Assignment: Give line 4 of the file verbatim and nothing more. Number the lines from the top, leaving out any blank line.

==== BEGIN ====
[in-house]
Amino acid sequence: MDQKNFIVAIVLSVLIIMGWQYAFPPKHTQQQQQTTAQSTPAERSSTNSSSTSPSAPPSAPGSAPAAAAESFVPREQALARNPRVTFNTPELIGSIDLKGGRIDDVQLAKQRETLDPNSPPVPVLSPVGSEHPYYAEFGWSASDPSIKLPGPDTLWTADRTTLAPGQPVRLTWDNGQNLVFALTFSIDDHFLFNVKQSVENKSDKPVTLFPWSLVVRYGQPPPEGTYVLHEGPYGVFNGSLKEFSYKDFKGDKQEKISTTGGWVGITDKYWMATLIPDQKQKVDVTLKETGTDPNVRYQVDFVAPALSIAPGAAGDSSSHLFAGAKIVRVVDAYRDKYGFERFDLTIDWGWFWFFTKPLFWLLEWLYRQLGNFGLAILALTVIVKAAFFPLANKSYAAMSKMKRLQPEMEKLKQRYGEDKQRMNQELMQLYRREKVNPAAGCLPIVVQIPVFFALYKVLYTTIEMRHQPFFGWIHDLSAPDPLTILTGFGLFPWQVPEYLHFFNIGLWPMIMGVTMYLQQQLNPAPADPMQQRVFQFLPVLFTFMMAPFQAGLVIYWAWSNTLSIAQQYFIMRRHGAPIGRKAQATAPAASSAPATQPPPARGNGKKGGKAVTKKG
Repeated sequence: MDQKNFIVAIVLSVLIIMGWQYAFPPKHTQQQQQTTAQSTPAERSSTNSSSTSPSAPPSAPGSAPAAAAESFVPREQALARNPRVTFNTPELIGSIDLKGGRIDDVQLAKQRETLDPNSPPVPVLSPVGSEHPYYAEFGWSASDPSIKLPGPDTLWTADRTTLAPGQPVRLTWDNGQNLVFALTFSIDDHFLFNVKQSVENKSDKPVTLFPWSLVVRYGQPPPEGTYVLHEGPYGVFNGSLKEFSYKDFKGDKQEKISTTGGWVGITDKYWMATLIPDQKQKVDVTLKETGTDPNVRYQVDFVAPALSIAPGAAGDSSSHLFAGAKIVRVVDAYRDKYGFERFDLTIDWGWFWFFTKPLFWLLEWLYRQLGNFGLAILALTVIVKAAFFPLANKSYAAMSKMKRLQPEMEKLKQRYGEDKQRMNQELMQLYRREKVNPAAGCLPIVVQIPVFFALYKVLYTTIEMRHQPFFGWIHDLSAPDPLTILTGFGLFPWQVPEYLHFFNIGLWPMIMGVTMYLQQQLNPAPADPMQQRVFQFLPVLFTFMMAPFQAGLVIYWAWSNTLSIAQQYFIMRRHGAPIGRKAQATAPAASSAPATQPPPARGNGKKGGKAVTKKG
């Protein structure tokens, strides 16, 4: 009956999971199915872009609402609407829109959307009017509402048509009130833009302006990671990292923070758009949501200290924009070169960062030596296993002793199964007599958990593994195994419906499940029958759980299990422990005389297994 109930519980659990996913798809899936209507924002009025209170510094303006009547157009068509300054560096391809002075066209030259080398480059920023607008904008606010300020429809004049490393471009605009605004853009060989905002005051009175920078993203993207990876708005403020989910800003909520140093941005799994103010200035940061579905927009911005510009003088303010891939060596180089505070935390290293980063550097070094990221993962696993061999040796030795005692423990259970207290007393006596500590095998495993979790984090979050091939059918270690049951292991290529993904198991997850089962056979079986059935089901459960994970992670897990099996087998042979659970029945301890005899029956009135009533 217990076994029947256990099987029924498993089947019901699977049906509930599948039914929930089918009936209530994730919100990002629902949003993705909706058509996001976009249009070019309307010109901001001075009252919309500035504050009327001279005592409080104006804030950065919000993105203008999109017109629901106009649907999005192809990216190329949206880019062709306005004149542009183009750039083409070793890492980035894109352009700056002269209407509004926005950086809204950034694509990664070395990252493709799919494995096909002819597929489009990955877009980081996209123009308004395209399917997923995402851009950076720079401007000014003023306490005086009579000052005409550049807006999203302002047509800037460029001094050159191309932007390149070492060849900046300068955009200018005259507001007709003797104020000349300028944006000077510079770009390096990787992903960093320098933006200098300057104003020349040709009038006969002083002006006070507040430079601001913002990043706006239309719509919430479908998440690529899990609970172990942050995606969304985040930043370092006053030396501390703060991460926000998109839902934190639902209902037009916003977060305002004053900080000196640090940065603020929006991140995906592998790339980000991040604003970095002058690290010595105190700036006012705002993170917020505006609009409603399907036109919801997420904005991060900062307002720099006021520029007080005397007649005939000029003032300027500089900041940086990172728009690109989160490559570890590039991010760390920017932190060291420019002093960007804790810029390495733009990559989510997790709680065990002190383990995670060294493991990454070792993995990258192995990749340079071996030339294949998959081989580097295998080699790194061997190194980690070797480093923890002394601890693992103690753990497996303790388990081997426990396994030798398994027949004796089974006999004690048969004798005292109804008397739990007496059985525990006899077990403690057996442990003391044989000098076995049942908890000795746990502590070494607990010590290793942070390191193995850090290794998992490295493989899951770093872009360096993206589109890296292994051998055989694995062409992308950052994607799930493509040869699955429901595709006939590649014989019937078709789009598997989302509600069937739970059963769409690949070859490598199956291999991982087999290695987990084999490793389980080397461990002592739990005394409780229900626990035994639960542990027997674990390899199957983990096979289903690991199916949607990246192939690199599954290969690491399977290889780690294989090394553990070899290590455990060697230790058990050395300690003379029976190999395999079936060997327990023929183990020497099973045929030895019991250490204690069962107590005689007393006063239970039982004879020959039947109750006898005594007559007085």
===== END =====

């Protein structure tokens, strides 16, 4: 009956999971199915872009609402609407829109959307009017509402048509009130833009302006990671990292923070758009949501200290924009070169960062030596296993002793199964007599958990593994195994419906499940029958759980299990422990005389297994 109930519980659990996913798809899936209507924002009025209170510094303006009547157009068509300054560096391809002075066209030259080398480059920023607008904008606010300020429809004049490393471009605009605004853009060989905002005051009175920078993203993207990876708005403020989910800003909520140093941005799994103010200035940061579905927009911005510009003088303010891939060596180089505070935390290293980063550097070094990221993962696993061999040796030795005692423990259970207290007393006596500590095998495993979790984090979050091939059918270690049951292991290529993904198991997850089962056979079986059935089901459960994970992670897990099996087998042979659970029945301890005899029956009135009533 217990076994029947256990099987029924498993089947019901699977049906509930599948039914929930089918009936209530994730919100990002629902949003993705909706058509996001976009249009070019309307010109901001001075009252919309500035504050009327001279005592409080104006804030950065919000993105203008999109017109629901106009649907999005192809990216190329949206880019062709306005004149542009183009750039083409070793890492980035894109352009700056002269209407509004926005950086809204950034694509990664070395990252493709799919494995096909002819597929489009990955877009980081996209123009308004395209399917997923995402851009950076720079401007000014003023306490005086009579000052005409550049807006999203302002047509800037460029001094050159191309932007390149070492060849900046300068955009200018005259507001007709003797104020000349300028944006000077510079770009390096990787992903960093320098933006200098300057104003020349040709009038006969002083002006006070507040430079601001913002990043706006239309719509919430479908998440690529899990609970172990942050995606969304985040930043370092006053030396501390703060991460926000998109839902934190639902209902037009916003977060305002004053900080000196640090940065603020929006991140995906592998790339980000991040604003970095002058690290010595105190700036006012705002993170917020505006609009409603399907036109919801997420904005991060900062307002720099006021520029007080005397007649005939000029003032300027500089900041940086990172728009690109989160490559570890590039991010760390920017932190060291420019002093960007804790810029390495733009990559989510997790709680065990002190383990995670060294493991990454070792993995990258192995990749340079071996030339294949998959081989580097295998080699790194061997190194980690070797480093923890002394601890693992103690753990497996303790388990081997426990396994030798398994027949004796089974006999004690048969004798005292109804008397739990007496059985525990006899077990403690057996442990003391044989000098076995049942908890000795746990502590070494607990010590290793942070390191193995850090290794998992490295493989899951770093872009360096993206589109890296292994051998055989694995062409992308950052994607799930493509040869699955429901595709006939590649014989019937078709789009598997989302509600069937739970059963769409690949070859490598199956291999991982087999290695987990084999490793389980080397461990002592739990005394409780229900626990035994639960542990027997674990390899199957983990096979289903690991199916949607990246192939690199599954290969690491399977290889780690294989090394553990070899290590455990060697230790058990050395300690003379029976190999395999079936060997327990023929183990020497099973045929030895019991250490204690069962107590005689007393006063239970039982004879020959039947109750006898005594007559007085």